A rotary switch actuator 68 is further provided on the switch housing 52, and is mechanically coupled to an actuator link 70 that, in turn is coupled to a sliding actuator bar, sometimes referred to as movable contact carrier 72. The contact carrier 72 carries a movable contact bridge with a pair of switch contacts 74 and 76. A load-side terminal 78 including a stationary contact 80 is also provided. Electrical connection to power supply or line-side circuitry 22 may be accomplished in a known manner using the line-side terminal 78, and an electrical connection to load-side circuitry 24 may be accomplished in a known manner using the load-side terminal 66. A variety of connecting techniques are known (e.g., box lug terminals, screw clamp terminals, spring terminals, and the like) and may be utilized. The configuration of the line and load-side terminals 78 and 66 shown are exemplary only, and in the example of FIG. 2A the line and load-side terminals 78 and 66 are differently configured. In the embodiment illustrated, the line-side terminal 78 is configured as a panel mount clip while the load-side terminal 66 is configured as a box lug terminal. In alternative embodiments, however, the load-side terminal 66 and line-side terminal 78 may be configured to be the same (e.g., both may be configured as box lug terminals or as another terminal configuration as desired).


Disconnect switching may be accomplished by rotating the switch actuator 68 in the direction of arrow A, causing the actuator link 70 to move the sliding bar 72 linearly in the direction of arrow B and moving the switch contacts 74 and 76 toward the stationary contacts 64 and 80. Eventually, the switch contacts 74 and 76 become mechanically and electrically engaged to the stationary contacts 64 and 80 and a circuit path may be closed through the fuse 54 between the line and load terminals 78 and 66 when the fuse terminal blades 58 are received in the line and load-side fuse clips 60 and 62. This position, wherein the movable switch contacts 74 and 76 are mechanically and electrically connected to the stationary switch contacts 64 and 80 is referred to herein as a closed position wherein the fused disconnect switch device 50 electrically connects the line-side circuitry 22 and the load-side circuitry 24 through the fuse 54.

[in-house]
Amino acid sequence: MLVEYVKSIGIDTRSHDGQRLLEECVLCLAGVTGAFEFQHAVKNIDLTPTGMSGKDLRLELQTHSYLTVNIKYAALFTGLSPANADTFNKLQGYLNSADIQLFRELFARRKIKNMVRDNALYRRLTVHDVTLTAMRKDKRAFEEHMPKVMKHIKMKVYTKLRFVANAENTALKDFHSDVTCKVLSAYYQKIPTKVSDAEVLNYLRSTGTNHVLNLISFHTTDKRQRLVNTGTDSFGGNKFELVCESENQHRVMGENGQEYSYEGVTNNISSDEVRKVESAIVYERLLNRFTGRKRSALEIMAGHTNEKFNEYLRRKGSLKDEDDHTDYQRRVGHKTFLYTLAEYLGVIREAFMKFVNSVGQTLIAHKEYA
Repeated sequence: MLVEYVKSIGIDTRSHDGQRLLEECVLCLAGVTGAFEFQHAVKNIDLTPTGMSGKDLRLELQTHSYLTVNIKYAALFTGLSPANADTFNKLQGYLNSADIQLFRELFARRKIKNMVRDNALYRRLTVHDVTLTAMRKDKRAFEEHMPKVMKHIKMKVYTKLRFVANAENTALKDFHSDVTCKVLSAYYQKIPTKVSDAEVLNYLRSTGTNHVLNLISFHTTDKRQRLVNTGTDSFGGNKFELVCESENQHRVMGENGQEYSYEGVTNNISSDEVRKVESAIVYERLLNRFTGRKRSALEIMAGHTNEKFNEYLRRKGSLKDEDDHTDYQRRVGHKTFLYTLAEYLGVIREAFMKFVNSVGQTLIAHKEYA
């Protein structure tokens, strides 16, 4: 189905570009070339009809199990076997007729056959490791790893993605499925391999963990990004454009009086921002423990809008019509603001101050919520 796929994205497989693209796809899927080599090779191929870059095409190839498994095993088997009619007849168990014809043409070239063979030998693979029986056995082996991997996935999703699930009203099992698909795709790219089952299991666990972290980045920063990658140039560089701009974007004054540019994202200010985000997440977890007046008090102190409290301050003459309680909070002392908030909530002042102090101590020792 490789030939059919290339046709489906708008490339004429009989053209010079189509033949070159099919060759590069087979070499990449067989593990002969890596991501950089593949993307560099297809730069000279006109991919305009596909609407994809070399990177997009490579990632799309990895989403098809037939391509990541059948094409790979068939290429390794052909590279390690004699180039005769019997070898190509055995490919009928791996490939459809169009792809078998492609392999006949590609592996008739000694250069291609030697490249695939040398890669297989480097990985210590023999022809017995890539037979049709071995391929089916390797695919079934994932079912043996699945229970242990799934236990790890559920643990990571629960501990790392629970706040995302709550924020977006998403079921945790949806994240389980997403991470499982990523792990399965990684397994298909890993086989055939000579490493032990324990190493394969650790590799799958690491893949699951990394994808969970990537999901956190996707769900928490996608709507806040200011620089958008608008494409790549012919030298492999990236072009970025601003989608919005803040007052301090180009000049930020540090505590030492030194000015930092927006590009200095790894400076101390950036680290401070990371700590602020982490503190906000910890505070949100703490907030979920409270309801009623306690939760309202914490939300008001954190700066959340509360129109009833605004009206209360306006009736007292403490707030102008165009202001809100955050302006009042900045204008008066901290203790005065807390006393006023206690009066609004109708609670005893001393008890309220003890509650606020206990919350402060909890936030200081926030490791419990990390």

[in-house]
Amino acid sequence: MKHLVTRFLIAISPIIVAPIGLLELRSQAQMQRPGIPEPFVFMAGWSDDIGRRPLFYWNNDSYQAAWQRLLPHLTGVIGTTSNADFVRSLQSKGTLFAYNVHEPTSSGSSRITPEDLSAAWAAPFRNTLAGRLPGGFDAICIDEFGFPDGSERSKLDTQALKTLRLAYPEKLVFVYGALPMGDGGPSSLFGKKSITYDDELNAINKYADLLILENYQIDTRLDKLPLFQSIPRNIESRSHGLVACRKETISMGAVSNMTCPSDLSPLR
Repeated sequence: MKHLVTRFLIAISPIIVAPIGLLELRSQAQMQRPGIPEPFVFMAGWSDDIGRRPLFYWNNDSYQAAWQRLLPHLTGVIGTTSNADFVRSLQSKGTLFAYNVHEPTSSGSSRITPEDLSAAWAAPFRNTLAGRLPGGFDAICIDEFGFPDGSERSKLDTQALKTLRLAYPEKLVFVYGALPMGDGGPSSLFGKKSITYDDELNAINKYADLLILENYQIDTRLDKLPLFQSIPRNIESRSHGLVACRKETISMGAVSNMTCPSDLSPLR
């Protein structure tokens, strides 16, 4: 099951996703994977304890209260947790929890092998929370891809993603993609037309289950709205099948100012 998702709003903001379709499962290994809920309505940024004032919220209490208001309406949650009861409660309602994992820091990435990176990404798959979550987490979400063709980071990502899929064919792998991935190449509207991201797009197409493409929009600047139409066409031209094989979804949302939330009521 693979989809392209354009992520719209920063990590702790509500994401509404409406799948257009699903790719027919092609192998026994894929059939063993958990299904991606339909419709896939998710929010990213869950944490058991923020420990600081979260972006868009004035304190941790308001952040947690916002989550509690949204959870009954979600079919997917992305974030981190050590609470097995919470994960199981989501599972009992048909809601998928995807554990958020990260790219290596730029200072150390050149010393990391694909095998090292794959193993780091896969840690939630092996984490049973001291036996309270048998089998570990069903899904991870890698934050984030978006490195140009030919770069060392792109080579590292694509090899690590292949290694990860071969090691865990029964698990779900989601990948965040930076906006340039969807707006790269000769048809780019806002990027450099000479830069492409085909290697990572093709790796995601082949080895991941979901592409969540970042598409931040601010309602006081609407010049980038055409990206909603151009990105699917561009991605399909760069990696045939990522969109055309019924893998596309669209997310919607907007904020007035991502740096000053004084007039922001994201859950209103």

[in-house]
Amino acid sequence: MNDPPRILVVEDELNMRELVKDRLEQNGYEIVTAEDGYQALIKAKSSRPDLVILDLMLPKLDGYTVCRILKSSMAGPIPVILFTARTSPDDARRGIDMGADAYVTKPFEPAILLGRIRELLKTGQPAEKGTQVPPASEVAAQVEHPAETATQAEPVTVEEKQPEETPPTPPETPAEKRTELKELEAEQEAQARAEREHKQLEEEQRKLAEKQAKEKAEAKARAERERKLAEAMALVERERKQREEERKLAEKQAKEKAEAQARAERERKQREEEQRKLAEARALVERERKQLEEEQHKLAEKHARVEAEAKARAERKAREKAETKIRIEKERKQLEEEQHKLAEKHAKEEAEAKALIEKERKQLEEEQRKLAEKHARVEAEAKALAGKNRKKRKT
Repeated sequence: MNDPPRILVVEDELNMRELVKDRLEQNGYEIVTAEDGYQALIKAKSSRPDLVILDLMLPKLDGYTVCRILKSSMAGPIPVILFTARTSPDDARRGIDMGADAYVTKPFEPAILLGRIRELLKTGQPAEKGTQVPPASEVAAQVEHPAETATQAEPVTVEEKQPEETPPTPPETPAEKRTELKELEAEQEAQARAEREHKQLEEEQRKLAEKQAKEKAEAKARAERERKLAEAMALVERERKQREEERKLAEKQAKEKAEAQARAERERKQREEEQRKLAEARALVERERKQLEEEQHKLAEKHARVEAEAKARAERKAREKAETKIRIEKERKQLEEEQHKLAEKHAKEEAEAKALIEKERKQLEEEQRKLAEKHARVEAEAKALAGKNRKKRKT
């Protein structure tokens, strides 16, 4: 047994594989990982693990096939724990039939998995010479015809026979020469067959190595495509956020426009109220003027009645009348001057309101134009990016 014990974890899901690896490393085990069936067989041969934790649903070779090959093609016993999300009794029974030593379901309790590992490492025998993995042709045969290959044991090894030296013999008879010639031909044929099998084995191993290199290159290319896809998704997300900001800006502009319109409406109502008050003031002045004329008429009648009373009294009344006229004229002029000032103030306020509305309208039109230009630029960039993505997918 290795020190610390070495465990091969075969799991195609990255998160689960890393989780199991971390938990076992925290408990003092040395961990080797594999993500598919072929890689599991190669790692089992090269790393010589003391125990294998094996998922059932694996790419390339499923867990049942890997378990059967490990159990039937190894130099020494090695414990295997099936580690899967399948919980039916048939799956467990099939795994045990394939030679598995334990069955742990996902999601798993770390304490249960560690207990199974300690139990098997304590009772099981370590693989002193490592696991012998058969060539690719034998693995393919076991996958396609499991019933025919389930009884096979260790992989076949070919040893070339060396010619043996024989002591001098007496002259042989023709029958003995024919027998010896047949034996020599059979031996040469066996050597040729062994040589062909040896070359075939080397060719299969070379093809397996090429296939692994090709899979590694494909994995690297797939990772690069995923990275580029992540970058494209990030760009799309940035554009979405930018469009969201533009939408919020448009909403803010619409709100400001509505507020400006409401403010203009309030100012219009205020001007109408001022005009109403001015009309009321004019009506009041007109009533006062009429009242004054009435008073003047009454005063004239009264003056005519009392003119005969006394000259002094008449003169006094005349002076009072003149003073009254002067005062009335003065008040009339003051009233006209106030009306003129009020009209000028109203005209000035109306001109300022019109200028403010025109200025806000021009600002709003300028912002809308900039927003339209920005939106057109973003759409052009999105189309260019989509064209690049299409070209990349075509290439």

Additionally, the fuse module 54 may be simply plugged into the fuse clips 60, 62 or extracted therefrom to install or remove the fuse module 54 from the switch housing 52. The fuse housing 56 projects from the switch housing 52 and is open and accessible so that a person can grasp the fuse housing 56 by hand and pull it in the direction of arrow D to disengage the fuse terminal blades 58 from the line and load-side fuse clips 60 and 62 such that the fuse module 54 is completely released from the switch housing 52. Likewise, a replacement fuse module 54 can be grasped by hand and moved toward the switch housing 52 to engage the fuse terminal blades 58 to the line and load-side fuse clips 60 and 62.


Such plug-in connection and removal of the fuse module 54 advantageously facilitates quick and convenient installation and removal of the fuse 54 without requiring separately supplied fuse carrier elements and without requiring tools or fasteners common to other known disconnect devices. Also, the fuse terminal blades 58 project from a lower side of the fuse housing 56 that faces the switch housing 52. Moreover, the fuse terminal blades 58 extend in a generally parallel manner projecting away from the lower side of the fuse module 54 such that the fuse housing 56 (as well as a person's hand when handling it) is physically isolated from the conductive fuse terminals 58 and the conductive line and load-side fuse clips 60 and 62. The fuse module 54 is therefore touch safe (i.e., may be safely handled by hand without risk of electrical shock) when installing and removing the fuse 54.


Additionally, the disconnect device 50 is rather compact and can easily occupy less space in a fusible panelboard assembly, for example, than conventional in-line fuse and circuit breaker combinations. In particular, CUBEFuse™ power fuse modules occupy a smaller area, sometimes referred to as a footprint, in the panel assembly than non-rectangular fuses having comparable ratings and interruption capabilities. Reductions in the size of panelboards are therefore possible, with increased interruption capabilities.


In ordinary use, the circuit is preferably connected and disconnected at the switch contacts 64, 74, 76 and 80 rather than at the fuse clips 60 and 62. Electrical arcing that may occur when connecting/disconnecting the circuit may be contained at a location away from the fuse clips 60 and 62 to provide additional safety for persons installing, removing, or replacing fuses. By opening the disconnect device 50 with the switch actuator 68 before installing or removing the fuse module 54, any risk posed by electrical arcing or energized metal at the fuse and housing interface is eliminated. The disconnect device 50 is accordingly believed to be safer to use than many known fused disconnect switches.